Giving people a home after Nepal's devastating earthquakes

Two years on, churches and charity groups help to slowly rebuild Nepal

Sixty-two-year old Dambar Kumal lost everything he owned when the 7.8 magnitude earthquake struck Nepal on April 25, 2015.

Before the earthquake, it had been a day like any other. Dambar was hard at work planting seeds in the fields of Gorkha District, the epicentre of the tremor.

He hurried home to find his house flattened and his entire grain storage ruined by the country’s largest natural disaster in 80 years.

As the second anniversary of the earthquake approaches, Dambar and his family finally have a new earthquake safe house. Before this was funded and constructed by International Nepal Fellowship, they had been living in a temporary bamboo shelter, a cramped space without protection from the elements.


The bamboo shelter Dambar Kumul lived in after his house was destroyed by the 2015 earthquake. International Nepal Fellowship

Almost 9,000 people were killed in the 2015 earthquake. Nearly 22,000 were injured and many more lost their homes and livelihoods. The job of helping Nepal heal remains immense; rebuilding of homes has been slow in many of the affected areas. Ongoing hurdles include access to adequate funds, sluggish government bureaucracy and the geographical challenges of construction in such a mountainous country.

“The majority of people are still living in old houses and temporary shelters since the earthquake,” admits Bishnu Giri.

Bishnu is manager of the GRACE project, the post-earthquake rebuilding project run by International Nepal Fellowship. INF is a Christian mission serving Nepali people through health and development work.

“Two years on, many still feel ongoing insecurity in their homes due to potential flooding or attacks from wild animals. Others have ongoing trauma from having lost loved ones or their homes.”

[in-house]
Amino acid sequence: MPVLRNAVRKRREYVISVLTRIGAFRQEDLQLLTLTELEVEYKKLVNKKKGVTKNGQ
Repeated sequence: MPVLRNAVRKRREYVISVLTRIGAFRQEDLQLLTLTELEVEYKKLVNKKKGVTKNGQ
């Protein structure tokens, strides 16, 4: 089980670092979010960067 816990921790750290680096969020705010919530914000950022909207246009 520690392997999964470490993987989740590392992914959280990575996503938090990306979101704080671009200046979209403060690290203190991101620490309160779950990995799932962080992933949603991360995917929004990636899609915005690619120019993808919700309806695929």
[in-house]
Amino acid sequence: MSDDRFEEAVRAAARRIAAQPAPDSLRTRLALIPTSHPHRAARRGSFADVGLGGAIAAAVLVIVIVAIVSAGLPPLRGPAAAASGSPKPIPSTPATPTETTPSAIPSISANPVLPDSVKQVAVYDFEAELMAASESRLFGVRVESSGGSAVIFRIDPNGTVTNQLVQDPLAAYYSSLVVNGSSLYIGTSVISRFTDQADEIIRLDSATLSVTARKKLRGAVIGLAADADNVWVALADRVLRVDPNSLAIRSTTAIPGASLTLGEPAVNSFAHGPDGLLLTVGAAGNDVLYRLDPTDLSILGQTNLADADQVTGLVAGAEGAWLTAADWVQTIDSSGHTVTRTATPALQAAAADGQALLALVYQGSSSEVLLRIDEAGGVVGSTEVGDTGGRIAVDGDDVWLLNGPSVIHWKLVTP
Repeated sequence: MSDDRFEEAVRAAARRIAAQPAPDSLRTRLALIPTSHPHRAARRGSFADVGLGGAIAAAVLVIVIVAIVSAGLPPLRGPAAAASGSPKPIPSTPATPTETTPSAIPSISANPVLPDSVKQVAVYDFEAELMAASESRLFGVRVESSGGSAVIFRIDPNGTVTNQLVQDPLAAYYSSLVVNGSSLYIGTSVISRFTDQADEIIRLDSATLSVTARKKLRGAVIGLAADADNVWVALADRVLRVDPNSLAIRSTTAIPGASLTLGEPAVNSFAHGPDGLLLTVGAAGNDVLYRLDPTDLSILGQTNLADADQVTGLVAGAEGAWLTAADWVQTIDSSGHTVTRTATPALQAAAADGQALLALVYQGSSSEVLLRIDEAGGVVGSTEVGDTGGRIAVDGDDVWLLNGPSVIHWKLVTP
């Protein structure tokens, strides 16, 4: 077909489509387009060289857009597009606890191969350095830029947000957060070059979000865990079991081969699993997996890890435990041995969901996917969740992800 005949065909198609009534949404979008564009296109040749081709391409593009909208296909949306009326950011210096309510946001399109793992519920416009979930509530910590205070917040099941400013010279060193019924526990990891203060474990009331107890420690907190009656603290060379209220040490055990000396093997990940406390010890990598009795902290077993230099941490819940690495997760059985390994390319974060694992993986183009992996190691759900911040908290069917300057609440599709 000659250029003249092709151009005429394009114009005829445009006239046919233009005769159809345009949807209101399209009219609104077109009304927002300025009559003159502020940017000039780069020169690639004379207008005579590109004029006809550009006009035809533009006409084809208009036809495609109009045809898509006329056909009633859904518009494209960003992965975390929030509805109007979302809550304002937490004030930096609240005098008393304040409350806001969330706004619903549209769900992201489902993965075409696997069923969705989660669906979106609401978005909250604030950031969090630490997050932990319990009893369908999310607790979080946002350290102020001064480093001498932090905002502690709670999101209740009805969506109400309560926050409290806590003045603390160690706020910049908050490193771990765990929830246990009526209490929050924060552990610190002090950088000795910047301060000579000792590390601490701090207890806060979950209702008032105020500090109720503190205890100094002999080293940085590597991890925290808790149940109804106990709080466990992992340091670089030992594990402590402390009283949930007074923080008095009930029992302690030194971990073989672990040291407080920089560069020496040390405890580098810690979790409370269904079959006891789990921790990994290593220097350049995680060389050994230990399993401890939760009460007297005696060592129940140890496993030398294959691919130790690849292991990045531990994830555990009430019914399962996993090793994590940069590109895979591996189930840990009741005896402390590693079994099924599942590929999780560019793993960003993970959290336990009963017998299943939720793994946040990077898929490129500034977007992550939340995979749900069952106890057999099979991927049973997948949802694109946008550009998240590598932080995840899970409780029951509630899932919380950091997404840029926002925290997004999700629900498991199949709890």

INF has been working with the people of Nepal since the earthquake struck, helping to rebuild lives through practical construction programmes and capacity building for future natural disasters.

Temporary learning centres are still being used as communities wait for permanent schools to be rebuilt.

Within 24 hours of the earthquake, INF sent a medical team and support workers into Gorkha District, to distribute basic medical supplies and non-perishable food to more than 2,000 households. In the months that followed, INF built 119 Temporary Learning Centres (TLCs) for local children to attend school. These centres are still being used as communities wait for permanent schools to be rebuilt.

INF has formally signed an ongoing agreement with the Nepali government to deliver wide-ranging reconstruction and training to communities affected by the earthquake with a particular focus on people with disabilities.

The GRACE project has engaged the support of local churches.

Across Gorkha District, where the earthquake flattened village after village, INF’s GRACE project is well underway. GRACE stands for Gorkha Rehabilitation And Community Empowerment. Construction has begun on more than 100 houses for people with disabilities, and five residential centres next to schools that are accessible to children with disability. The GRACE project also involves providing community based earthquake rehabilitation support to almost 1,500 people with disabilities.

“This part of the project aims to improve and increase access for people with disabilities to health services, education, work opportunities and meaningful social participation,” says Bishnu Giri.

The GRACE project has engaged the support of local churches. The Gorkhali Christian Society, an umbrella organisation, has brought more than 140 local churches together to partner in the community based rehabilitation activities of the GRACE project.

As the rehabilitation and rebuilding phase gets well underway, Bishnu describes the mixed emotions of the locals. “Many people feel excited that their new houses will be safer, and that new public infrastructure and roads are being built,” he says. “Others feel frustrated by the lengthy process involved in accessing long promised government assistance.”

Alex Barwick lived in Nepal with her family for 12 months in 2014 and worked with INF.

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